Welcome to Operation Reach B.L.A.C.K.

Operation Reach B.L.A.C.K. is a Pan-African Blog with an acronym that stands for Building Leadership Awareness and Cultural Knowledge.

The goal of this blog is to become a "Blog of Black Thought" focusing on matters of social, economic and political awareness through education (re-education), self-affirmation and cultural expression. Above all, this blog will DEMAND respect and appreciation for one another as black men and women.

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(Opinions, Observations, and Commentary)

Monday, March 2, 2009

Corporate Marketing: It's Cool to be Colored

(Man, I loves me some Toccarra Jones!)

Toccara Jones is a beautiful full-figured black model who would put most runway models to shame. You might remember her from Tyra Banks' America's Next Top Model where she was best known for challenging preconceived standards of beauty in the fashion industry.

Now, I'm sure there are a lot of other women like Toccara out there. It's just unfortunate that we'll never get to see them because they don't fit the typical mold. Seems as though advertisers have a very narrow view when it comes to beauty. And that's not the only casualty. Most marketing has a narrow view of success as well. It has a narrow view of strength and masculinity. Let's face it, for as much as it claims to "push the envelope" pop culture can be one of the most conservative genres out there. Why? Well, people like Toccara are a prime example that pop culture doesn't like to try new things. In other words, it talks a good game, but it's never been a huge fan of diversity.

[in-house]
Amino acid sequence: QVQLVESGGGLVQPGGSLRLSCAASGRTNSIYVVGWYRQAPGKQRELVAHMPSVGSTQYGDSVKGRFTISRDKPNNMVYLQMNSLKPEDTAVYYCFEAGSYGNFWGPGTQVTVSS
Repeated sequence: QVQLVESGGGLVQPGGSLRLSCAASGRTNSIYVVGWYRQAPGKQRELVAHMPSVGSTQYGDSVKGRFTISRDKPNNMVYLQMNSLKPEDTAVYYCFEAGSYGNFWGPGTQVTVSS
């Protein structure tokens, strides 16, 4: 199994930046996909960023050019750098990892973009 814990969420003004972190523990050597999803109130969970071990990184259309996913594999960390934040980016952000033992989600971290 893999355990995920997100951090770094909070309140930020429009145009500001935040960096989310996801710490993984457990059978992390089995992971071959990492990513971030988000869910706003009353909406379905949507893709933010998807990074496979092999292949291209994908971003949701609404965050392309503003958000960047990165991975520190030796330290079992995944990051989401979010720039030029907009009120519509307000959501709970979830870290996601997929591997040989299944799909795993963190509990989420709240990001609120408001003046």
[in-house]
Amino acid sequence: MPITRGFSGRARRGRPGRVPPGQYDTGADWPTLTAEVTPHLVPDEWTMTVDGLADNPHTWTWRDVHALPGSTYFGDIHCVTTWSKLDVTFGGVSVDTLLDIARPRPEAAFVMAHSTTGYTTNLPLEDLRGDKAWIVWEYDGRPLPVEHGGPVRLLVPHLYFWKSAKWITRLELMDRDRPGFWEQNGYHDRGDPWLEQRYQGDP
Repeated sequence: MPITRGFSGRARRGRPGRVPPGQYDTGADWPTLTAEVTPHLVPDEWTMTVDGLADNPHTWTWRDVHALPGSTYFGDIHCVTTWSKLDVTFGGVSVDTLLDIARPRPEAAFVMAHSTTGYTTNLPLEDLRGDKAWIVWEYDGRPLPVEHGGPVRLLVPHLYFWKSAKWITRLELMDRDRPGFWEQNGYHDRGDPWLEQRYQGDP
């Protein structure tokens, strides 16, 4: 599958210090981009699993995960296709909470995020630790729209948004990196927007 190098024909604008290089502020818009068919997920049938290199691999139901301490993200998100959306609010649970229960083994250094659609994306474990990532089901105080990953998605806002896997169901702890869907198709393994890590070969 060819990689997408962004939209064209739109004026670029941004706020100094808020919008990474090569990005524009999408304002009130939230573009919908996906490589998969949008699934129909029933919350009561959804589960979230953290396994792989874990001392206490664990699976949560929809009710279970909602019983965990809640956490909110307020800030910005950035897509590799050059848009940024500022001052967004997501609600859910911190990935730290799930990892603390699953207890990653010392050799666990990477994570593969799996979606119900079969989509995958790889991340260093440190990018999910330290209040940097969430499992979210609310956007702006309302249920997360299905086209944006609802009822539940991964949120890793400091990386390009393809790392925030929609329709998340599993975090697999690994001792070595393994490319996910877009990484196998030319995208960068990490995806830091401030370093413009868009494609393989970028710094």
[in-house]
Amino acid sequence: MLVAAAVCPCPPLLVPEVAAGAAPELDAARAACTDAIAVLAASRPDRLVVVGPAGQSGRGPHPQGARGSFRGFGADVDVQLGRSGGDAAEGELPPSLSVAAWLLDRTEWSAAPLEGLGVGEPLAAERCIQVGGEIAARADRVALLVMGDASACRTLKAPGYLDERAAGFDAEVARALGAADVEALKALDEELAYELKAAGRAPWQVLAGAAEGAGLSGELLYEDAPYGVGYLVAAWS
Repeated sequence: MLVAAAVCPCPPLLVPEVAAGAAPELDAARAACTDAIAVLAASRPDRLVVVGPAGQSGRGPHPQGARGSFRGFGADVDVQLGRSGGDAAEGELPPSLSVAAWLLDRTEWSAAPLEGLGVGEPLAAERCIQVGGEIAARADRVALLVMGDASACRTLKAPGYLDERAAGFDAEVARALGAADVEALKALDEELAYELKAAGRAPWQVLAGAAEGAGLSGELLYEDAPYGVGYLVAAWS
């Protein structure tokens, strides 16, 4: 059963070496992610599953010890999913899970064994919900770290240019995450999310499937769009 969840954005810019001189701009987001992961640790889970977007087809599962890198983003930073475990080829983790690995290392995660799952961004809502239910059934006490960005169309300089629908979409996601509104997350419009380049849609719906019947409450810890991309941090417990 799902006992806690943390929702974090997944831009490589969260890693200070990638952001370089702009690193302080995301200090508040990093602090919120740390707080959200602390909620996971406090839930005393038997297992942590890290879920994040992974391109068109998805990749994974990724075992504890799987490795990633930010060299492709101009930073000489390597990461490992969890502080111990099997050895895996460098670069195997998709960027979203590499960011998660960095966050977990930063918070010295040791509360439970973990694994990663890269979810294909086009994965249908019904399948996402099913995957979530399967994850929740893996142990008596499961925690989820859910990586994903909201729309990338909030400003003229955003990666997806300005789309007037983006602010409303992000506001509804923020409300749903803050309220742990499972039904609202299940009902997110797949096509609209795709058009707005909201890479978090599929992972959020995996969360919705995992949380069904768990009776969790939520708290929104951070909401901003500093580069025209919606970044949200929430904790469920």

But, in the Age of Obama, some point to signs that this might change.

The International Herald Tribune has a very interesting article on the emphasis companies are beginning to place on diversity in advertising.

Ads . . . are part of a subtle, yet increasingly visible strategy that marketers refer to as "visual diversity" — commercials that enable advertisers to connect with wider audiences while conveying a message that corporate America is not just "in touch," racially speaking, but inclusive. (International Herald Tribune)

This strikes me as both a blessing and a curse. It's great if taken seriously. I appreciate any efforts to expand opportunity and awareness. But the question remains: how serious are they? Haven't we been here before?

The main issue for me is this . . .

When it comes to these types of ad-campaigns are we celebrating "diversity" or "inclusion"?